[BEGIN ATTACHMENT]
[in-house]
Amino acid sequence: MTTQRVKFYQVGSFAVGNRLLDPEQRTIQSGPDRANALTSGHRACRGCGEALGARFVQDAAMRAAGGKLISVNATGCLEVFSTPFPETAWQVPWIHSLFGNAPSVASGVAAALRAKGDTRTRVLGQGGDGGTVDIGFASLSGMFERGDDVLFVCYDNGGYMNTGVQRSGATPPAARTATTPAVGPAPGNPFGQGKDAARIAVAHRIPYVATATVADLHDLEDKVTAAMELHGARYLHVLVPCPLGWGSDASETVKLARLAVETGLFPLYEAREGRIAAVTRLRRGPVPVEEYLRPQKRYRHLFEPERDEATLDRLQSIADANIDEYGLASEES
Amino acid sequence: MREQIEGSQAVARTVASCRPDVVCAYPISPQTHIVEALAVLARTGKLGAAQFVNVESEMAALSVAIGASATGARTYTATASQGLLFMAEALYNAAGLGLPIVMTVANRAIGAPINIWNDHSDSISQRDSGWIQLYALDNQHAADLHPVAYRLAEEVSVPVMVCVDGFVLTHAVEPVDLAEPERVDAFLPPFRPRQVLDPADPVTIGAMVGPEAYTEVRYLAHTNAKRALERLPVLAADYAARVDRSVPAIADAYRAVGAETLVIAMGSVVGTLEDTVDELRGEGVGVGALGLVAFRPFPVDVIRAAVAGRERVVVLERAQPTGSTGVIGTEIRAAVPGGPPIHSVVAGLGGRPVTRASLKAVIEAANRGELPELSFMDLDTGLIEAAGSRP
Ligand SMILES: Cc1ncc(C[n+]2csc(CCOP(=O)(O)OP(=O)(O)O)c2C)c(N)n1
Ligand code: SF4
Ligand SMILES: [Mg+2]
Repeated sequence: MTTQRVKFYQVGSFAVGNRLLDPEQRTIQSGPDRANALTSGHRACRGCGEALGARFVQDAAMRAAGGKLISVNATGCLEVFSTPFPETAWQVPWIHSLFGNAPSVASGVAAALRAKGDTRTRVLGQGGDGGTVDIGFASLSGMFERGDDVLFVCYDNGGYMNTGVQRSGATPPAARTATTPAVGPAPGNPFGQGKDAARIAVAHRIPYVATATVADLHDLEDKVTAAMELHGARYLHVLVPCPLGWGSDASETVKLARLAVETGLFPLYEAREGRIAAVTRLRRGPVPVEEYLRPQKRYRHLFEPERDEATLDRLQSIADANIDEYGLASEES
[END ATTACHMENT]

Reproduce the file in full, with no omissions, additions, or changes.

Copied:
[in-house]
Amino acid sequence: MTTQRVKFYQVGSFAVGNRLLDPEQRTIQSGPDRANALTSGHRACRGCGEALGARFVQDAAMRAAGGKLISVNATGCLEVFSTPFPETAWQVPWIHSLFGNAPSVASGVAAALRAKGDTRTRVLGQGGDGGTVDIGFASLSGMFERGDDVLFVCYDNGGYMNTGVQRSGATPPAARTATTPAVGPAPGNPFGQGKDAARIAVAHRIPYVATATVADLHDLEDKVTAAMELHGARYLHVLVPCPLGWGSDASETVKLARLAVETGLFPLYEAREGRIAAVTRLRRGPVPVEEYLRPQKRYRHLFEPERDEATLDRLQSIADANIDEYGLASEES
Amino acid sequence: MREQIEGSQAVARTVASCRPDVVCAYPISPQTHIVEALAVLARTGKLGAAQFVNVESEMAALSVAIGASATGARTYTATASQGLLFMAEALYNAAGLGLPIVMTVANRAIGAPINIWNDHSDSISQRDSGWIQLYALDNQHAADLHPVAYRLAEEVSVPVMVCVDGFVLTHAVEPVDLAEPERVDAFLPPFRPRQVLDPADPVTIGAMVGPEAYTEVRYLAHTNAKRALERLPVLAADYAARVDRSVPAIADAYRAVGAETLVIAMGSVVGTLEDTVDELRGEGVGVGALGLVAFRPFPVDVIRAAVAGRERVVVLERAQPTGSTGVIGTEIRAAVPGGPPIHSVVAGLGGRPVTRASLKAVIEAANRGELPELSFMDLDTGLIEAAGSRP
Ligand SMILES: Cc1ncc(C[n+]2csc(CCOP(=O)(O)OP(=O)(O)O)c2C)c(N)n1
Ligand code: SF4
Ligand SMILES: [Mg+2]
Repeated sequence: MTTQRVKFYQVGSFAVGNRLLDPEQRTIQSGPDRANALTSGHRACRGCGEALGARFVQDAAMRAAGGKLISVNATGCLEVFSTPFPETAWQVPWIHSLFGNAPSVASGVAAALRAKGDTRTRVLGQGGDGGTVDIGFASLSGMFERGDDVLFVCYDNGGYMNTGVQRSGATPPAARTATTPAVGPAPGNPFGQGKDAARIAVAHRIPYVATATVADLHDLEDKVTAAMELHGARYLHVLVPCPLGWGSDASETVKLARLAVETGLFPLYEAREGRIAAVTRLRRGPVPVEEYLRPQKRYRHLFEPERDEATLDRLQSIADANIDEYGLASEES